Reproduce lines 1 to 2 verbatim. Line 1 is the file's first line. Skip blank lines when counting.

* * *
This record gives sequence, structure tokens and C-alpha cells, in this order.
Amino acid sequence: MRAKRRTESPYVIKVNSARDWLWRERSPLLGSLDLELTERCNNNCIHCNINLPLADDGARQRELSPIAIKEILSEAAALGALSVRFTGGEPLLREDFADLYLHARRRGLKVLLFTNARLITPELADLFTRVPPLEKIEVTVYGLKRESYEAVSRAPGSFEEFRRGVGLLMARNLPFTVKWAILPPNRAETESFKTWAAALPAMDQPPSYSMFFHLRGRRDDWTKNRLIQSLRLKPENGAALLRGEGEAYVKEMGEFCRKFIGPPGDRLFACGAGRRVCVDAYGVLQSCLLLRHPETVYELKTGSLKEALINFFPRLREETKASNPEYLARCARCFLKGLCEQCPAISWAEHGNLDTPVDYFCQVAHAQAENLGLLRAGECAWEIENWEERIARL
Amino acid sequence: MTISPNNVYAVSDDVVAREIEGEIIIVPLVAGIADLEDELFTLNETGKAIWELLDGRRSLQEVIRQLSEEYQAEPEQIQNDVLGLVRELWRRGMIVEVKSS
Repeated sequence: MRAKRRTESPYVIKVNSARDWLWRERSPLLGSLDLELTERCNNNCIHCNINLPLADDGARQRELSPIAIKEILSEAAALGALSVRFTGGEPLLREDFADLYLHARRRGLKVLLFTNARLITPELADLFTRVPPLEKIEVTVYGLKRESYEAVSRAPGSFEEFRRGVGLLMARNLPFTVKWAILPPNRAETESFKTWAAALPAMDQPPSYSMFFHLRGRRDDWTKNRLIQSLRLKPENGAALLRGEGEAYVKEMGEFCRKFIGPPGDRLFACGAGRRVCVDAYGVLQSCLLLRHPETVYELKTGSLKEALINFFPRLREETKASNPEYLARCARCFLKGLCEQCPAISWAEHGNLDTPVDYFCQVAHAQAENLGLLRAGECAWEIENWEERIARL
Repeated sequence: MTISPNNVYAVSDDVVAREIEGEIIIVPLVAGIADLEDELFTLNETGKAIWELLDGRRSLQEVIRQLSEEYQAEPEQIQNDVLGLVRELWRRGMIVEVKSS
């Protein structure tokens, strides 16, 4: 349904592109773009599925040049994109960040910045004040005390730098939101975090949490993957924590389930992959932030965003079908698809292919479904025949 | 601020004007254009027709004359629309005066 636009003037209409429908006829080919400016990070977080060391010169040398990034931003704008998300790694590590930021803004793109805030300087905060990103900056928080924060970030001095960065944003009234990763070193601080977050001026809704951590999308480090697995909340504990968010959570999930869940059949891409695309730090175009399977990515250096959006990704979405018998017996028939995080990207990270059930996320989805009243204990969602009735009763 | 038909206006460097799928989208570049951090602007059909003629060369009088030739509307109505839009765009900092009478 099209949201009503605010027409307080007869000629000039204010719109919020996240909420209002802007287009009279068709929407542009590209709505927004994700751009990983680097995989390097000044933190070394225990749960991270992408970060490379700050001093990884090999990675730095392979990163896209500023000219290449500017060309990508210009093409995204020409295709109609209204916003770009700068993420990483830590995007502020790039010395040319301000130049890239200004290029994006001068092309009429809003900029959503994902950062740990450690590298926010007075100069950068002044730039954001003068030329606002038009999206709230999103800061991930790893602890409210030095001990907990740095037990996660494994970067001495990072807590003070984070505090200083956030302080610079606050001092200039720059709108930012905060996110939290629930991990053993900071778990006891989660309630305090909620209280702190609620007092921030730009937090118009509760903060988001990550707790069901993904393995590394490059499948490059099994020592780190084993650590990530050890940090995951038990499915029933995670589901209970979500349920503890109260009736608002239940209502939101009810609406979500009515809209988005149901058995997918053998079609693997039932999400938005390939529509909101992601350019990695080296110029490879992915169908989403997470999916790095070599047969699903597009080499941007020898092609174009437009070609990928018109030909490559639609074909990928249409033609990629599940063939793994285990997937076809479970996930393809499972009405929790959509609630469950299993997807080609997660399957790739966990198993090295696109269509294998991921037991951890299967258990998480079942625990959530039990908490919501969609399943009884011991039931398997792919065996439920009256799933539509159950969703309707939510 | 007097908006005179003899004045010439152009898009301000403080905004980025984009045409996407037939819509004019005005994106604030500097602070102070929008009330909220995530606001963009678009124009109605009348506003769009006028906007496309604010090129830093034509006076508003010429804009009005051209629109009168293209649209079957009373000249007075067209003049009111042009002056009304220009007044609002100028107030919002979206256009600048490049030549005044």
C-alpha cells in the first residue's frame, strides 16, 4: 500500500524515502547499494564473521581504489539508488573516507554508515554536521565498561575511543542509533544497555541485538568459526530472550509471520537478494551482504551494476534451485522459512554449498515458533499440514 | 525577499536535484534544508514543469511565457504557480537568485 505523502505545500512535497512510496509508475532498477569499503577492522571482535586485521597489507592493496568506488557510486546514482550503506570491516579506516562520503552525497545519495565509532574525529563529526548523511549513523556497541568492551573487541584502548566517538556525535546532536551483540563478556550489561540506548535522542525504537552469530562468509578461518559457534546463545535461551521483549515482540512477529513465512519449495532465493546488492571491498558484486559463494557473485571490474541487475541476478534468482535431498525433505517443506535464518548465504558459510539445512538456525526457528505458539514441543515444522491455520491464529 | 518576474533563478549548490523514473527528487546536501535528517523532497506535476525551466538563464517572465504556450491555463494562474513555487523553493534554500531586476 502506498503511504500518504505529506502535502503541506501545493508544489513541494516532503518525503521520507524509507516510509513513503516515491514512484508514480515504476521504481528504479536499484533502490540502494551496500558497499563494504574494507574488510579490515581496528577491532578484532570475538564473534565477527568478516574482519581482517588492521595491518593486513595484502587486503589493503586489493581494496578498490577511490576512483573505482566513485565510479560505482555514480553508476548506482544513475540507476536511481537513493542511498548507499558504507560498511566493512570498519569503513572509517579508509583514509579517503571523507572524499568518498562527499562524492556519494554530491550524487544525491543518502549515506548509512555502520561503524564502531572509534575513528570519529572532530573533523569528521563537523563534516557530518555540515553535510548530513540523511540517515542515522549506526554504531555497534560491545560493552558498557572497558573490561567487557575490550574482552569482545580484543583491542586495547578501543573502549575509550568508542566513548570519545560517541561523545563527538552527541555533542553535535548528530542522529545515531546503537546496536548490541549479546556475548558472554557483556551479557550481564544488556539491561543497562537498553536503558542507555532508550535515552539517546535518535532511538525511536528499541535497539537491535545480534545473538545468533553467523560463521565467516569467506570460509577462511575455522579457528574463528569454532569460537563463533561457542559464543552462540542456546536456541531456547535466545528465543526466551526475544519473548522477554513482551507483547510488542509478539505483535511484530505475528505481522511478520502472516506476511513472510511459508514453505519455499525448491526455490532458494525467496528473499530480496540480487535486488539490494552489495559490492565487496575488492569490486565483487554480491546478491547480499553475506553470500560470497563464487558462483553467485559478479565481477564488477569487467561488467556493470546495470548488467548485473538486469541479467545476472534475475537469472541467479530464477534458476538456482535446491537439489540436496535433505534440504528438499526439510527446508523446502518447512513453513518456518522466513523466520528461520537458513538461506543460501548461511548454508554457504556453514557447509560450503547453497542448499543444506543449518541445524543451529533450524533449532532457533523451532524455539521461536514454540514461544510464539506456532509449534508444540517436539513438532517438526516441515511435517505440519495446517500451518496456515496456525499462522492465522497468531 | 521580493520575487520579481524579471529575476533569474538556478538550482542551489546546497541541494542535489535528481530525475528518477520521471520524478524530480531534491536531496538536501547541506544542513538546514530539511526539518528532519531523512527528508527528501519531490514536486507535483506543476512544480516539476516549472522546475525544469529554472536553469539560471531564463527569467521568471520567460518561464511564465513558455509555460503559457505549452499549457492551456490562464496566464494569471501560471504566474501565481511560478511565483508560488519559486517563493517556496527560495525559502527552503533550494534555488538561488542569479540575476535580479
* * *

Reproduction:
This record gives sequence, structure tokens and C-alpha cells, in this order.
Amino acid sequence: MRAKRRTESPYVIKVNSARDWLWRERSPLLGSLDLELTERCNNNCIHCNINLPLADDGARQRELSPIAIKEILSEAAALGALSVRFTGGEPLLREDFADLYLHARRRGLKVLLFTNARLITPELADLFTRVPPLEKIEVTVYGLKRESYEAVSRAPGSFEEFRRGVGLLMARNLPFTVKWAILPPNRAETESFKTWAAALPAMDQPPSYSMFFHLRGRRDDWTKNRLIQSLRLKPENGAALLRGEGEAYVKEMGEFCRKFIGPPGDRLFACGAGRRVCVDAYGVLQSCLLLRHPETVYELKTGSLKEALINFFPRLREETKASNPEYLARCARCFLKGLCEQCPAISWAEHGNLDTPVDYFCQVAHAQAENLGLLRAGECAWEIENWEERIARL